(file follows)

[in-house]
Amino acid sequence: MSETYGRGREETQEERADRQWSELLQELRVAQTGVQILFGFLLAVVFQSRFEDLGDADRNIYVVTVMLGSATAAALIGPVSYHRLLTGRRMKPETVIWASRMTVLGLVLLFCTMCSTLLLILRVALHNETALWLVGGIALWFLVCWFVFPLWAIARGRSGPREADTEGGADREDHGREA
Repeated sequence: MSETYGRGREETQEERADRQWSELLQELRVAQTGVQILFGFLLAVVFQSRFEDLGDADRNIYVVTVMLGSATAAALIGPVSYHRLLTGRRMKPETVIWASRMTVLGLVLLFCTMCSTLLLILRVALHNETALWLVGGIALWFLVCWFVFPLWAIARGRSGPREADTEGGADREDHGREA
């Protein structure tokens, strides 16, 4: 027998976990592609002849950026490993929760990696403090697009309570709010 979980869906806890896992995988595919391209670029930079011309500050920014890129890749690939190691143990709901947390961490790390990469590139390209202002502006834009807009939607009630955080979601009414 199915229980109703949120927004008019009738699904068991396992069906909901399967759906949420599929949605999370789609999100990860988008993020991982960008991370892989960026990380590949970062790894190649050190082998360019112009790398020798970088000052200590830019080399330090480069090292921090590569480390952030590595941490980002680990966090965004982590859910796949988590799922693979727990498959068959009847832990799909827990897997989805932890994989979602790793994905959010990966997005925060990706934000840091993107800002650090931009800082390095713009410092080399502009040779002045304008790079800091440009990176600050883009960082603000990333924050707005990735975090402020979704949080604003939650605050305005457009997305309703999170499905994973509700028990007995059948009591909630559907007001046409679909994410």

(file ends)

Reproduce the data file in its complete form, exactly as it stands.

[in-house]
Amino acid sequence: MSETYGRGREETQEERADRQWSELLQELRVAQTGVQILFGFLLAVVFQSRFEDLGDADRNIYVVTVMLGSATAAALIGPVSYHRLLTGRRMKPETVIWASRMTVLGLVLLFCTMCSTLLLILRVALHNETALWLVGGIALWFLVCWFVFPLWAIARGRSGPREADTEGGADREDHGREA
Repeated sequence: MSETYGRGREETQEERADRQWSELLQELRVAQTGVQILFGFLLAVVFQSRFEDLGDADRNIYVVTVMLGSATAAALIGPVSYHRLLTGRRMKPETVIWASRMTVLGLVLLFCTMCSTLLLILRVALHNETALWLVGGIALWFLVCWFVFPLWAIARGRSGPREADTEGGADREDHGREA
């Protein structure tokens, strides 16, 4: 027998976990592609002849950026490993929760990696403090697009309570709010 979980869906806890896992995988595919391209670029930079011309500050920014890129890749690939190691143990709901947390961490790390990469590139390209202002502006834009807009939607009630955080979601009414 199915229980109703949120927004008019009738699904068991396992069906909901399967759906949420599929949605999370789609999100990860988008993020991982960008991370892989960026990380590949970062790894190649050190082998360019112009790398020798970088000052200590830019080399330090480069090292921090590569480390952030590595941490980002680990966090965004982590859910796949988590799922693979727990498959068959009847832990799909827990897997989805932890994989979602790793994905959010990966997005925060990706934000840091993107800002650090931009800082390095713009410092080399502009040779002045304008790079800091440009990176600050883009960082603000990333924050707005990735975090402020979704949080604003939650605050305005457009997305309703999170499905994973509700028990007995059948009591909630559907007001046409679909994410």